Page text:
Disappointment met with understanding after the AHL cancels season
These past few weeks weren’t how David Andrews envisioned winding down his 26th and final season at the helm of the American Hockey League as president and CEO.
Especially having to announce on Monday that the Calder Cup would not be awarded for the first time in the 83-year history of the league. The AHL playoffs were a constant on the pro hockey calendar, taking place through the Second World War and a cancelled NHL season in 2004-05.
“To be honest, I’ve been so busy every day working with our teams and partners that I haven’t even really had time to think about [my exit],” Andrews said Monday.
Andrews said the AHL has instead been focused on contingency planning for the 2020-21 season, ahead of former Columbus Blue Jackets GM Scott Howson taking over as CEO on July 1.
“We’re actively building our 2020-21 schedule using the typical October to April timeframe. We hope to put that on the board by mid-July,” Andrews said. “But we’re also modelling later starts in November, December and January with shorter schedules so we can go to the teams with models.”
That is the key question every NHL team is asking: What happens if the AHL is not ready to begin the 2020-21 season?
While the NHL may be willing to play without fans in the building, the AHL simply does not have a viable source of external revenue streams for franchises to operate without the gate produced by ticket sales, concessions, parking and merchandise.
Even if NHL teams roster 30 players instead of the usual maximum of 23, a likely target given the ongoing pandemic and health concerns, teams still want to know where and how the rest of their prospects will continue to develop.
“It’s solely been speculation at this time, but I think we’re all contemplating alternative competitive formats that might be a potential workaround for a limit period of time until the AHL could start up again,” said John Ferguson Jr., the Boston Bruins assistant GM who serves as general manager of the AHL’s Providence Bruins.
Ferguson suggested that with Providence located within a two-hour drive of three other AHL clubs in Springfield, Hartford and Bridgeport, a mini-circuit of games or scrimmages could be arranged with limited travel involved and no need for stays in hotels.
Since so much of the COVID-19 restart plans have been local, Andrews said the AHL “must be prepared to support an earlier start to the season for some teams” and the league would have to figure out how to conduct “meaningful play” for every team.
“All of that is in play,” Andrews said. “We have a task force in place with NHL GMs, AHL managers, league partners, all of whom will come together to start to answer some of those questions. We’re hoping that we’re not delayed enough to need some of those measures, but there is so much uncertainty – even for the NHL.”
Player development is a big issue, Andrews said, but so is business development. That’s where Andrews’ – and soon Howson’s – job gets tricky.
Just as the AHL teams in the west would be bothered by the geographic flexibility the northeast allows, the business operations of each franchise vary greatly.
Andrews said 19 of the AHL’s 31 franchises are owned by the NHL parent club, while 12 are independently owned. Three of those franchises owned by NHL clubs (Hartford, Binghamton and Utica) have the business operated by a third party. So Andrews said the real split between true AHL clubs owned by NHL teams and those operated by third parties is 16-15.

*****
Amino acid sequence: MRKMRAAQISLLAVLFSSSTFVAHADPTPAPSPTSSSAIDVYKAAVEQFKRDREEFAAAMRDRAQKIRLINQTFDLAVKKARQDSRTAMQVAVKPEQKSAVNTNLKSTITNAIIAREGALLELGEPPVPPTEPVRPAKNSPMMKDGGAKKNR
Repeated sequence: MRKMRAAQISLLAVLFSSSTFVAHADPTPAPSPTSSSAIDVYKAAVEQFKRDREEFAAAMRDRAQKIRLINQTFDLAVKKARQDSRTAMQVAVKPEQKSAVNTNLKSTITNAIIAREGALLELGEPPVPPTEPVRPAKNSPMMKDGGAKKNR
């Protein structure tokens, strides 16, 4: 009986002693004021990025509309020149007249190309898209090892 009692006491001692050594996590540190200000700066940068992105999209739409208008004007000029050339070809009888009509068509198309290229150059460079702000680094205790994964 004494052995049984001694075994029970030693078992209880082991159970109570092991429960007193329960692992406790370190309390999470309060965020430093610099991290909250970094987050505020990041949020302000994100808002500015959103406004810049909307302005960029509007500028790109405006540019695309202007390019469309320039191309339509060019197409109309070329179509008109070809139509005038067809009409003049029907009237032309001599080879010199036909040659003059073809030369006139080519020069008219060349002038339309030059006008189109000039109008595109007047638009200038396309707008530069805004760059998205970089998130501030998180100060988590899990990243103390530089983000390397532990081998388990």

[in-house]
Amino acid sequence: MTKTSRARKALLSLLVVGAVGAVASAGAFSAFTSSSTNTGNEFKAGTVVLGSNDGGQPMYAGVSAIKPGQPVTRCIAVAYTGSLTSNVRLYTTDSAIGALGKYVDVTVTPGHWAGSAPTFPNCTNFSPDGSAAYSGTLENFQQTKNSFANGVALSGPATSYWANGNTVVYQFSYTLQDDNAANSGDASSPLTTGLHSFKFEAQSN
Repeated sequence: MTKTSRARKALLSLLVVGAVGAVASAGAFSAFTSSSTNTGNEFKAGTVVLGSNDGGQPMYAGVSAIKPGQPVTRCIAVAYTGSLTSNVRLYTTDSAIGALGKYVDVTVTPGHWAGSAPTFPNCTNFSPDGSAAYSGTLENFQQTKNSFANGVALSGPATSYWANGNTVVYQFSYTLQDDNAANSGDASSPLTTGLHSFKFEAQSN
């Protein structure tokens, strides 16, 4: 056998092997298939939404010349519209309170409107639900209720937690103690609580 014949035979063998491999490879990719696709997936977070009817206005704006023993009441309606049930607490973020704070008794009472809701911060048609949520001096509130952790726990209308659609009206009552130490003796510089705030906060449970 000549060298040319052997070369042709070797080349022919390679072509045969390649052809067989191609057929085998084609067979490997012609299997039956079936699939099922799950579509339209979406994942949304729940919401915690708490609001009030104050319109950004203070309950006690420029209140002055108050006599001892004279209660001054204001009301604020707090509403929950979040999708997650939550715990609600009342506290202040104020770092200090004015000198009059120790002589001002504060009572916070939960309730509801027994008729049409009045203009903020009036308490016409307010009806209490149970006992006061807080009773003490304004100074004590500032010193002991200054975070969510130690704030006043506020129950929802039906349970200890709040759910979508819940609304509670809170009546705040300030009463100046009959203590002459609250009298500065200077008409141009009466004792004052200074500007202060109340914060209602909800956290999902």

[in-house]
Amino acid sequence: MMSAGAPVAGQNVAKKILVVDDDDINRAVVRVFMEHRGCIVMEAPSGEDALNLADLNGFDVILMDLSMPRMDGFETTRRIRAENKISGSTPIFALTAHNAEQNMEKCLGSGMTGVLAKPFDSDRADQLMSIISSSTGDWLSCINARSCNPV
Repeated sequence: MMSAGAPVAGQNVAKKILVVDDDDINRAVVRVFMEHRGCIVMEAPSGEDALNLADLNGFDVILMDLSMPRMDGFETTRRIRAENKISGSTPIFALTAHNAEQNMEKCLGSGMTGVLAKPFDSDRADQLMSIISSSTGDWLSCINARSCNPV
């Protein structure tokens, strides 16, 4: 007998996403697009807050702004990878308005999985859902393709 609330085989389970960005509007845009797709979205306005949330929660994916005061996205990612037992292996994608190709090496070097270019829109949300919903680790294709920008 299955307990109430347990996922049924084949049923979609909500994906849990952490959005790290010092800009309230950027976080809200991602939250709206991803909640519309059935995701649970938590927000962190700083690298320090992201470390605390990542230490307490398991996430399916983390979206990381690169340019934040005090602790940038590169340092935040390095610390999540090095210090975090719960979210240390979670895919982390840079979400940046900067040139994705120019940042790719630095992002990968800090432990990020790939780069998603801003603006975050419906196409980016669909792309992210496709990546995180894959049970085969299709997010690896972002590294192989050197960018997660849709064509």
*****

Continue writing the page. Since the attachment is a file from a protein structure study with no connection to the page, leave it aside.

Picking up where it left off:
In other words, half of the league may see starting up, and the costs associated, differently.
“We’ve been working around those different motivations for a long time,” Andrews said. “Both have plenty of input. But given the nature of this situation, greater flexibility may be required of some of those groups.”
Andrews said it would not be fair to assume that an NHL-owned AHL team may be willing to bankroll the start of an AHL season without fans in the building. Not every NHL team is willing to expend resources to keep that operation afloat.
“It’s very expensive to operate without fans,” Andrews said.
The ECHL, the next rung down the development ladder from the AHL, could be facing even more dire financial straits without the direct backing of NHL money.
That means the NHL clubs could have a slew of prospects on their hands from both the AHL and ECHL level, potentially without a place to park them at least to start the season, at a time when the NCAA and junior ranks will likely also be in flux.
“There are so many factors to consider,” Ferguson Jr. said. “I’m hoping that we won’t have to consider them, because something like this could even impair the competitive balance in the NHL when it comes to developing players. It’s something all teams take seriously.”
Ferguson Jr. marvelled at how fast the AHL season broke down. Providence had won 12 straight games leading up to the pause on March 12.
“Then 48 hours later we were talking about taking the ice out of Dunkin’ Donuts Center,” he said.
The bet is that Andrews’ tireless effort, even in his final days at the helm, will put the NHL’s top development league is a strong position to resume - whenever and however that happens.
“There will be plans in place, for sure. We want to be way out in front of it,” Andrews said. “I think we all want the same thing. We all want what’s best for development, we all want what’s best for the business. We’ll get there. It’s just going to take time.”
Contact Frank Seravalli on Twitter: @frank_seravalli